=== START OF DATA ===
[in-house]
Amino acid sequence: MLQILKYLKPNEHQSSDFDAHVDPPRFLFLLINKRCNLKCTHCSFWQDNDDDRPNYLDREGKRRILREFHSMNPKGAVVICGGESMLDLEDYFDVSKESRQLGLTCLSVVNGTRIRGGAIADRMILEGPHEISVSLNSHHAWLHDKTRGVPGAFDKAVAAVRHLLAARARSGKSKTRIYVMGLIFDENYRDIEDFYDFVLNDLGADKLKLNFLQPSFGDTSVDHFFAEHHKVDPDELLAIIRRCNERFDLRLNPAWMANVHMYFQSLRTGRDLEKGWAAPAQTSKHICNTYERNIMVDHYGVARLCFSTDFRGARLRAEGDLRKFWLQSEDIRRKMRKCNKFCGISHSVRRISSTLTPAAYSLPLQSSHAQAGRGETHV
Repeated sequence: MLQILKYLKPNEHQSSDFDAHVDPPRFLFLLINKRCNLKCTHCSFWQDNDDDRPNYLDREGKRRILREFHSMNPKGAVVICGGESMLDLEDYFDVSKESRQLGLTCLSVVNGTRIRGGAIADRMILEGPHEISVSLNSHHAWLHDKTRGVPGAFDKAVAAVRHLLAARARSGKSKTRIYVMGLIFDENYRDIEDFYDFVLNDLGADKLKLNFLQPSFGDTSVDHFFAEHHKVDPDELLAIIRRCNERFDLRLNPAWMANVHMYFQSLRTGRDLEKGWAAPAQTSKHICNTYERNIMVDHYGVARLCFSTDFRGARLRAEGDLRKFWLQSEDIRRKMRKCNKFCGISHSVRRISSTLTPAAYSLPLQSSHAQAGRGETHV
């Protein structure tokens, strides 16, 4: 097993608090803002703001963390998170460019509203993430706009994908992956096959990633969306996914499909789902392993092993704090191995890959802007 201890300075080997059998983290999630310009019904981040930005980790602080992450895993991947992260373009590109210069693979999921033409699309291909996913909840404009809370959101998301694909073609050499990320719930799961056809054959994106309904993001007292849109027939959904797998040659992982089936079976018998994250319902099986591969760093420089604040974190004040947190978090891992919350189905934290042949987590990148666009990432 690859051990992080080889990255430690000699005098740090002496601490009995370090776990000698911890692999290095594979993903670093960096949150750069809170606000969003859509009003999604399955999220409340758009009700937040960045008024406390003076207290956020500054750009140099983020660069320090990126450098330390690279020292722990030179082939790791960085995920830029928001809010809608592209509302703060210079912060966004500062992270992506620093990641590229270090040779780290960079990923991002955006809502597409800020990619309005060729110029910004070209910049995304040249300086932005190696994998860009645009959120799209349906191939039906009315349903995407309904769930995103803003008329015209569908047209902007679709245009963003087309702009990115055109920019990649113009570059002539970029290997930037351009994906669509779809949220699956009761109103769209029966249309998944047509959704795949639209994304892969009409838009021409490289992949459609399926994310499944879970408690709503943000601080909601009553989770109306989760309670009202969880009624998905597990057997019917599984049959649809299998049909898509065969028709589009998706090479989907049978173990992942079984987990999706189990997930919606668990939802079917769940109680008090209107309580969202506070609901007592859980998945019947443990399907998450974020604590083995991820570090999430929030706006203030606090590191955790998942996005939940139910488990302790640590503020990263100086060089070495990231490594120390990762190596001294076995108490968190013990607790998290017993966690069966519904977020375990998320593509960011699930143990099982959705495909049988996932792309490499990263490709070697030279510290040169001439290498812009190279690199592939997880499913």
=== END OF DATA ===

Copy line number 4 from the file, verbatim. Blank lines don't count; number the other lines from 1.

């Protein structure tokens, strides 16, 4: 097993608090803002703001963390998170460019509203993430706009994908992956096959990633969306996914499909789902392993092993704090191995890959802007 201890300075080997059998983290999630310009019904981040930005980790602080992450895993991947992260373009590109210069693979999921033409699309291909996913909840404009809370959101998301694909073609050499990320719930799961056809054959994106309904993001007292849109027939959904797998040659992982089936079976018998994250319902099986591969760093420089604040974190004040947190978090891992919350189905934290042949987590990148666009990432 690859051990992080080889990255430690000699005098740090002496601490009995370090776990000698911890692999290095594979993903670093960096949150750069809170606000969003859509009003999604399955999220409340758009009700937040960045008024406390003076207290956020500054750009140099983020660069320090990126450098330390690279020292722990030179082939790791960085995920830029928001809010809608592209509302703060210079912060966004500062992270992506620093990641590229270090040779780290960079990923991002955006809502597409800020990619309005060729110029910004070209910049995304040249300086932005190696994998860009645009959120799209349906191939039906009315349903995407309904769930995103803003008329015209569908047209902007679709245009963003087309702009990115055109920019990649113009570059002539970029290997930037351009994906669509779809949220699956009761109103769209029966249309998944047509959704795949639209994304892969009409838009021409490289992949459609399926994310499944879970408690709503943000601080909601009553989770109306989760309670009202969880009624998905597990057997019917599984049959649809299998049909898509065969028709589009998706090479989907049978173990992942079984987990999706189990997930919606668990939802079917769940109680008090209107309580969202506070609901007592859980998945019947443990399907998450974020604590083995991820570090999430929030706006203030606090590191955790998942996005939940139910488990302790640590503020990263100086060089070495990231490594120390990762190596001294076995108490968190013990607790998290017993966690069966519904977020375990998320593509960011699930143990099982959705495909049988996932792309490499990263490709070697030279510290040169001439290498812009190279690199592939997880499913």